3. Background and Objectives—At a 13 December 1963 meeting “The Special Group approved the continuation of CIA controlled Tibetan Operations [1 line of source text not declassified].” Previous operations had gone to support isolated Tibetan resistance groups within Tibet and to the creation of a paramilitary force on the Nepal/Tibet border of approximately 2,000 men, 800 of whom were armed by [less than 1 line of source text not declassified] airdrop in January 1961. In 1963, as a result of the [2 lines of source text not declassified] and as a result of the cited Special Group meeting, the Agency began a more broadly based political program with the exiled Tibetans. This included bringing 133 Tibetans to the United States for training in political, propaganda and paramilitary techniques; continuing the support subsidy to the Dalai Lama's entourage at Dharmsala, India; continuing support to the Nepal based Tibetan guerrillas; the reassignment of a part of the unarmed guerrillas to India for further training; and the [6 lines of source text not declassified]. Operational plans call for the establishment of approximately 20 singleton resident agents in Tibet [less than 1 line of source text not declassified] two road watch teams in Tibet to report possible Chinese Communist build-ups, and six border watch communications teams [1 line of source text not declassified]. The [less than 1 line of source text not declassified] will stay in direct touch with Dharmsala and will conduct political correspondence with Tibetan refugee groups [less than 1 line of source text not declassified] to create an increased Tibetan national political consciousness among these refugees. The [less than 1 line of source text not declassified] was established in October 1963, and the communications center serving it, [1 line of source text not declassified] is presently being built with a completion date scheduled in February 1964.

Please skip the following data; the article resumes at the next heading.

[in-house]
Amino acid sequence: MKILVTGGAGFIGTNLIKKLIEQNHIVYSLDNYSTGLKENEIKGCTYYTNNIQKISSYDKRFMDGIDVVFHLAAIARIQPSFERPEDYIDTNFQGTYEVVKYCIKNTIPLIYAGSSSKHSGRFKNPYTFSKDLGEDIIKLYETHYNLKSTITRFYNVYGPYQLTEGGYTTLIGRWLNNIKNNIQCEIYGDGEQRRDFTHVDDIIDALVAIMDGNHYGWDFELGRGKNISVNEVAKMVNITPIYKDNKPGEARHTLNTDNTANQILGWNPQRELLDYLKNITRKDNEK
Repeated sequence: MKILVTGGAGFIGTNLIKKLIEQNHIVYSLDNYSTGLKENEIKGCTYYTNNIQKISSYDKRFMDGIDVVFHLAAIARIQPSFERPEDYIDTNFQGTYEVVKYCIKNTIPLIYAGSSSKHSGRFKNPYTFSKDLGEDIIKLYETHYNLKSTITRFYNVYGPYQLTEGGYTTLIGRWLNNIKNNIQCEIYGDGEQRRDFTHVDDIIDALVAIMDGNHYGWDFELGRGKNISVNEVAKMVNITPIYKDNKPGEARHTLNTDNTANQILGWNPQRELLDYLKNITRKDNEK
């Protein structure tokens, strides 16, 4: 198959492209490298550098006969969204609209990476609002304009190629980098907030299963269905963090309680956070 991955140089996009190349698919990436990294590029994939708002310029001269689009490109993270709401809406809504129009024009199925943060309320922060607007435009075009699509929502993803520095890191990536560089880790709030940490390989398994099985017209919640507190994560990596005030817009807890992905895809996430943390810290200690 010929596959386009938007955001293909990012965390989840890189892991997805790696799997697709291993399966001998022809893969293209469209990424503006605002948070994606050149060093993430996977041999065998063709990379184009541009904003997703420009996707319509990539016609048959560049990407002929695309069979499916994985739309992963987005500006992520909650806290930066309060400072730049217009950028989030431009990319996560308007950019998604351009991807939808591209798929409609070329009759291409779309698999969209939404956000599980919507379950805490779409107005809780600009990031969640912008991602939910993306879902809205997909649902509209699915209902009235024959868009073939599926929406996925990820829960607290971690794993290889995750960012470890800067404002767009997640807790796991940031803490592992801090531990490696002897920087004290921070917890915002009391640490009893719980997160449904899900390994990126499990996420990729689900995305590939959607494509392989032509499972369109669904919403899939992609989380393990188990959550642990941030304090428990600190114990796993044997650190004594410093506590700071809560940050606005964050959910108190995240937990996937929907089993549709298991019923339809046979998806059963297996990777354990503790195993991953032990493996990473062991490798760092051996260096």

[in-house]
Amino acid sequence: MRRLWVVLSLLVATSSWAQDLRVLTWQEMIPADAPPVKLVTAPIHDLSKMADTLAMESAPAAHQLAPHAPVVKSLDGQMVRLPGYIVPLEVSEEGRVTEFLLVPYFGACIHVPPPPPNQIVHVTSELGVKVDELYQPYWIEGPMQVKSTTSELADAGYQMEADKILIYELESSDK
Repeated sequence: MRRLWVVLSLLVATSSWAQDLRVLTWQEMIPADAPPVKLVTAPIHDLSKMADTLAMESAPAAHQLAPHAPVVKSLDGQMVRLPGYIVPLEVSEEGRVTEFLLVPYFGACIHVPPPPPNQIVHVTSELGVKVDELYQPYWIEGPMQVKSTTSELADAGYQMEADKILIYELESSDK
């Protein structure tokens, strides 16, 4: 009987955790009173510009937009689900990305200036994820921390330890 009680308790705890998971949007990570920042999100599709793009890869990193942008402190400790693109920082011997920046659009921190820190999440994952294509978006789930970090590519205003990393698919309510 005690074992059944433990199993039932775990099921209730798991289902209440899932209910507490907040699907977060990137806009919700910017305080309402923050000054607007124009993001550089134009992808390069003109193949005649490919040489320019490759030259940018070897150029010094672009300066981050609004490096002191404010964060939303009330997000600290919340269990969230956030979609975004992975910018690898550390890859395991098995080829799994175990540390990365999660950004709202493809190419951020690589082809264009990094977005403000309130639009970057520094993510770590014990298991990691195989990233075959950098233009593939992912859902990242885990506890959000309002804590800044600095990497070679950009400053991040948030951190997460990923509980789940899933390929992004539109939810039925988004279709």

One of the most serious problems facing the Tibetans is a lack of trained officials equipped with linguistic and administrative abilities. The Agency is undertaking the education of some 20 selected Tibetan junior officers to meet this need. A United States advisory committee composed of prominent United States citizens has been established to sponsor the education of these Tibetans. Cornell University has tentatively agreed to provide facilities for their education.